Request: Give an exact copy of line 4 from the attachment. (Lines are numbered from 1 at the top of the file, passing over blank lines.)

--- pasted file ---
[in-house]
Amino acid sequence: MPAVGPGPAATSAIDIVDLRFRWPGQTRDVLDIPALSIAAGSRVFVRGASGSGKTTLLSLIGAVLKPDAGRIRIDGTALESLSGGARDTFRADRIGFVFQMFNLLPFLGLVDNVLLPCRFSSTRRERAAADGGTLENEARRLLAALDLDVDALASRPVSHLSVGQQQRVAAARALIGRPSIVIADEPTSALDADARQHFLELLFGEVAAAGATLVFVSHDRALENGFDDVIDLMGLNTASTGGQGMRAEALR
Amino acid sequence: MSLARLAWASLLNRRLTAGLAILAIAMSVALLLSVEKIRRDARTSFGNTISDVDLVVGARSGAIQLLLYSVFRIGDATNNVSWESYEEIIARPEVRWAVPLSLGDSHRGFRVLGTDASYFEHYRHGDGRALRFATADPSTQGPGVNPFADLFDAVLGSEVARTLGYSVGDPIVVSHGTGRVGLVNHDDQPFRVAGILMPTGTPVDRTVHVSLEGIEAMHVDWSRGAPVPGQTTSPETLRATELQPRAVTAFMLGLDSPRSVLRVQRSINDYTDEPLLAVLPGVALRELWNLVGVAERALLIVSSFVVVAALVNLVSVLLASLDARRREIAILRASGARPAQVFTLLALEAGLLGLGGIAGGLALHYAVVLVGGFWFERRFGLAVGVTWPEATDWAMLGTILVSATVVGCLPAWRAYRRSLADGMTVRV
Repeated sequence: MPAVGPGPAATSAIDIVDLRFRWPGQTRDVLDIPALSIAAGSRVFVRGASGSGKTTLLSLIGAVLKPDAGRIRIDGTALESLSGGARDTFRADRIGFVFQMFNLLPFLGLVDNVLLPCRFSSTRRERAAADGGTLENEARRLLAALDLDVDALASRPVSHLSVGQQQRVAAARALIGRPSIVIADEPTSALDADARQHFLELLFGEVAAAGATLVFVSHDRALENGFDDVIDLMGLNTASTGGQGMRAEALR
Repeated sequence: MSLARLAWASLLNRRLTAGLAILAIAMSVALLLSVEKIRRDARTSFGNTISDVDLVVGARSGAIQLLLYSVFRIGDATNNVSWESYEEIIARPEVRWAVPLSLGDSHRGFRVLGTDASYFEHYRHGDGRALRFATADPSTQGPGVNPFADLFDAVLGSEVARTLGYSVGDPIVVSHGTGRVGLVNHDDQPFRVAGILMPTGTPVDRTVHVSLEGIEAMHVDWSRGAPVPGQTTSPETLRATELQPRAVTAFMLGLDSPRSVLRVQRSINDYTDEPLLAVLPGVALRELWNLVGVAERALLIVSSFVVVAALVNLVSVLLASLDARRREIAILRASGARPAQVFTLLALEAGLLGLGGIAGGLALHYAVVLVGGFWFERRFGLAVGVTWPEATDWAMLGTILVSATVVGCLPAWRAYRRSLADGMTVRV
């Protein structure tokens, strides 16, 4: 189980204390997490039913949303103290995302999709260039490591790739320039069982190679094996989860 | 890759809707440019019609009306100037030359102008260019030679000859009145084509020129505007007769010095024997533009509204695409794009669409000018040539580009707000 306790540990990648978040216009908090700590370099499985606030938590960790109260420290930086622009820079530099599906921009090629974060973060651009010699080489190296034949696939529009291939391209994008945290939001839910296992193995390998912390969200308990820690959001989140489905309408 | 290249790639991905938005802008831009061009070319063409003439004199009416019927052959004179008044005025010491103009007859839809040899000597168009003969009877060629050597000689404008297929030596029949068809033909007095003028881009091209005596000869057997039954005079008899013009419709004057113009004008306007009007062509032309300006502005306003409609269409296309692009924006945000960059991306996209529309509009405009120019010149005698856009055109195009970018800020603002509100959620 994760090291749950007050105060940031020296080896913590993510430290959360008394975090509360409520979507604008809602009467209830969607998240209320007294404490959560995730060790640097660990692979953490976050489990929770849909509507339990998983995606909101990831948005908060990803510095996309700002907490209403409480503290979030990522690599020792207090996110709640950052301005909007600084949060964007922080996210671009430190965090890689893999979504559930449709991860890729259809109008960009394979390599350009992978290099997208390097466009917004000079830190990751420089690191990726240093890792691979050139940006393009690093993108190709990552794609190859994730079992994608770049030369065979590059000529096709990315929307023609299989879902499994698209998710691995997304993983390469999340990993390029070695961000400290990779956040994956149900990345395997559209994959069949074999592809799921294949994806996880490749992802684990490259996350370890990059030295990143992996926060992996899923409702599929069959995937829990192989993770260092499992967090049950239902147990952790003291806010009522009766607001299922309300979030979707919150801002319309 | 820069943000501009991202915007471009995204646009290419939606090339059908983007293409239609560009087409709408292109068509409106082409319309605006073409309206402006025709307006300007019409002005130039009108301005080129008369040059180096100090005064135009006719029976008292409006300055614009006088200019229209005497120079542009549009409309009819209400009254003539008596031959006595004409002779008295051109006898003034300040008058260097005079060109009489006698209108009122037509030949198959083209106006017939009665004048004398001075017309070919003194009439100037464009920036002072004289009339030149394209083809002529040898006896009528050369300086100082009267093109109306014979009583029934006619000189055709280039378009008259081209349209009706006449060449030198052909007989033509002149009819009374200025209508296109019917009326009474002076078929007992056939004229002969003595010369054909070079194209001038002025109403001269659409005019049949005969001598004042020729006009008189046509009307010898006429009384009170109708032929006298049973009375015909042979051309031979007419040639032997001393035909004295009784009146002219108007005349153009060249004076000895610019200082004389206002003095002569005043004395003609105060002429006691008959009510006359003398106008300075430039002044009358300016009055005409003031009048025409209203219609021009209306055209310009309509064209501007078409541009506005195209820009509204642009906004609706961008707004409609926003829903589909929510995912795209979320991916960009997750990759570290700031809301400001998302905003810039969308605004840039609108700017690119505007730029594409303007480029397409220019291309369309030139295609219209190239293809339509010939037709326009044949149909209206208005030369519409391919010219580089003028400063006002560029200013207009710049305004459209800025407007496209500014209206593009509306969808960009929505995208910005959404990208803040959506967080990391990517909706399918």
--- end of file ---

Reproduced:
Repeated sequence: MPAVGPGPAATSAIDIVDLRFRWPGQTRDVLDIPALSIAAGSRVFVRGASGSGKTTLLSLIGAVLKPDAGRIRIDGTALESLSGGARDTFRADRIGFVFQMFNLLPFLGLVDNVLLPCRFSSTRRERAAADGGTLENEARRLLAALDLDVDALASRPVSHLSVGQQQRVAAARALIGRPSIVIADEPTSALDADARQHFLELLFGEVAAAGATLVFVSHDRALENGFDDVIDLMGLNTASTGGQGMRAEALR